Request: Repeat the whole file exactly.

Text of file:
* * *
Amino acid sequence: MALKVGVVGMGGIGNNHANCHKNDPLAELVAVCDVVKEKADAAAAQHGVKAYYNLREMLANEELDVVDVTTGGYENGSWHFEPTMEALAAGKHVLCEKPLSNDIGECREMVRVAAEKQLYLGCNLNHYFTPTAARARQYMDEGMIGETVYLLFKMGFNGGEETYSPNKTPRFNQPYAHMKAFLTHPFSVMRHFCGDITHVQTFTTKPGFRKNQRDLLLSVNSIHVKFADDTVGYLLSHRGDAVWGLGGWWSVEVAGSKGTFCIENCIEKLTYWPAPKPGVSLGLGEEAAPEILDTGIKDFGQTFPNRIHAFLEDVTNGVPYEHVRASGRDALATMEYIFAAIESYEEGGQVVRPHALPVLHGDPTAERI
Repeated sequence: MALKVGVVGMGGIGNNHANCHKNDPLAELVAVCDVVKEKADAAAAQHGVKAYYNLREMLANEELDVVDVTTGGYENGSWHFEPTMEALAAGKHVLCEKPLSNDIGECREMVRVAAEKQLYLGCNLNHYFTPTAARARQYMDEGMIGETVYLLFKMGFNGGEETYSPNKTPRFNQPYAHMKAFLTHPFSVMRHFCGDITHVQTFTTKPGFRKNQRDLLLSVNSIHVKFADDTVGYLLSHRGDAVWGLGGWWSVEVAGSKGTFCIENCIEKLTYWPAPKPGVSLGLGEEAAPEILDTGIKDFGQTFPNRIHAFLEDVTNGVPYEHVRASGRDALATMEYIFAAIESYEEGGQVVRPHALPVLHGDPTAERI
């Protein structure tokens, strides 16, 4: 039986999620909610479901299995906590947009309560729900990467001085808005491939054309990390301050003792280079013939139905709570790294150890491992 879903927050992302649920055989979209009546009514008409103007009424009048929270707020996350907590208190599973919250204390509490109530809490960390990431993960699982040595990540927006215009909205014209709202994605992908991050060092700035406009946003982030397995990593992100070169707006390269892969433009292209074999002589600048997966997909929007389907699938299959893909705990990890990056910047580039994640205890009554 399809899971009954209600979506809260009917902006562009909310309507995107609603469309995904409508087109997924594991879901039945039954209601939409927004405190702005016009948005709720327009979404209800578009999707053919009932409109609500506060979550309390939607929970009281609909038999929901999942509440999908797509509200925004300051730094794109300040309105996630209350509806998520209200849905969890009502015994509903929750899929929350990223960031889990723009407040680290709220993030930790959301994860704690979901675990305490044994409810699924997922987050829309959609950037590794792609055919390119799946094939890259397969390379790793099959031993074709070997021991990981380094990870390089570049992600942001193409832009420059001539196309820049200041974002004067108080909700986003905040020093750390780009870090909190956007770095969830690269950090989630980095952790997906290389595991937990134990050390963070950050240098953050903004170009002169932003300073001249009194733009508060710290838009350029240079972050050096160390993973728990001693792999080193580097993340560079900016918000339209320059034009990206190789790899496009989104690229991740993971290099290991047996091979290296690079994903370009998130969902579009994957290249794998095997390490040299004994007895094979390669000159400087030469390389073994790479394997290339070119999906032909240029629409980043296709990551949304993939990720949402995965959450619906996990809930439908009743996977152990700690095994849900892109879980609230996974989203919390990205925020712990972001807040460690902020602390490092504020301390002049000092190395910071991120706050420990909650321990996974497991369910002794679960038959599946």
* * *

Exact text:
Amino acid sequence: MALKVGVVGMGGIGNNHANCHKNDPLAELVAVCDVVKEKADAAAAQHGVKAYYNLREMLANEELDVVDVTTGGYENGSWHFEPTMEALAAGKHVLCEKPLSNDIGECREMVRVAAEKQLYLGCNLNHYFTPTAARARQYMDEGMIGETVYLLFKMGFNGGEETYSPNKTPRFNQPYAHMKAFLTHPFSVMRHFCGDITHVQTFTTKPGFRKNQRDLLLSVNSIHVKFADDTVGYLLSHRGDAVWGLGGWWSVEVAGSKGTFCIENCIEKLTYWPAPKPGVSLGLGEEAAPEILDTGIKDFGQTFPNRIHAFLEDVTNGVPYEHVRASGRDALATMEYIFAAIESYEEGGQVVRPHALPVLHGDPTAERI
Repeated sequence: MALKVGVVGMGGIGNNHANCHKNDPLAELVAVCDVVKEKADAAAAQHGVKAYYNLREMLANEELDVVDVTTGGYENGSWHFEPTMEALAAGKHVLCEKPLSNDIGECREMVRVAAEKQLYLGCNLNHYFTPTAARARQYMDEGMIGETVYLLFKMGFNGGEETYSPNKTPRFNQPYAHMKAFLTHPFSVMRHFCGDITHVQTFTTKPGFRKNQRDLLLSVNSIHVKFADDTVGYLLSHRGDAVWGLGGWWSVEVAGSKGTFCIENCIEKLTYWPAPKPGVSLGLGEEAAPEILDTGIKDFGQTFPNRIHAFLEDVTNGVPYEHVRASGRDALATMEYIFAAIESYEEGGQVVRPHALPVLHGDPTAERI
């Protein structure tokens, strides 16, 4: 039986999620909610479901299995906590947009309560729900990467001085808005491939054309990390301050003792280079013939139905709570790294150890491992 879903927050992302649920055989979209009546009514008409103007009424009048929270707020996350907590208190599973919250204390509490109530809490960390990431993960699982040595990540927006215009909205014209709202994605992908991050060092700035406009946003982030397995990593992100070169707006390269892969433009292209074999002589600048997966997909929007389907699938299959893909705990990890990056910047580039994640205890009554 399809899971009954209600979506809260009917902006562009909310309507995107609603469309995904409508087109997924594991879901039945039954209601939409927004405190702005016009948005709720327009979404209800578009999707053919009932409109609500506060979550309390939607929970009281609909038999929901999942509440999908797509509200925004300051730094794109300040309105996630209350509806998520209200849905969890009502015994509903929750899929929350990223960031889990723009407040680290709220993030930790959301994860704690979901675990305490044994409810699924997922987050829309959609950037590794792609055919390119799946094939890259397969390379790793099959031993074709070997021991990981380094990870390089570049992600942001193409832009420059001539196309820049200041974002004067108080909700986003905040020093750390780009870090909190956007770095969830690269950090989630980095952790997906290389595991937990134990050390963070950050240098953050903004170009002169932003300073001249009194733009508060710290838009350029240079972050050096160390993973728990001693792999080193580097993340560079900016918000339209320059034009990206190789790899496009989104690229991740993971290099290991047996091979290296690079994903370009998130969902579009994957290249794998095997390490040299004994007895094979390669000159400087030469390389073994790479394997290339070119999906032909240029629409980043296709990551949304993939990720949402995965959450619906996990809930439908009743996977152990700690095994849900892109879980609230996974989203919390990205925020712990972001807040460690902020602390490092504020301390002049000092190395910071991120706050420990909650321990996974497991369910002794679960038959599946």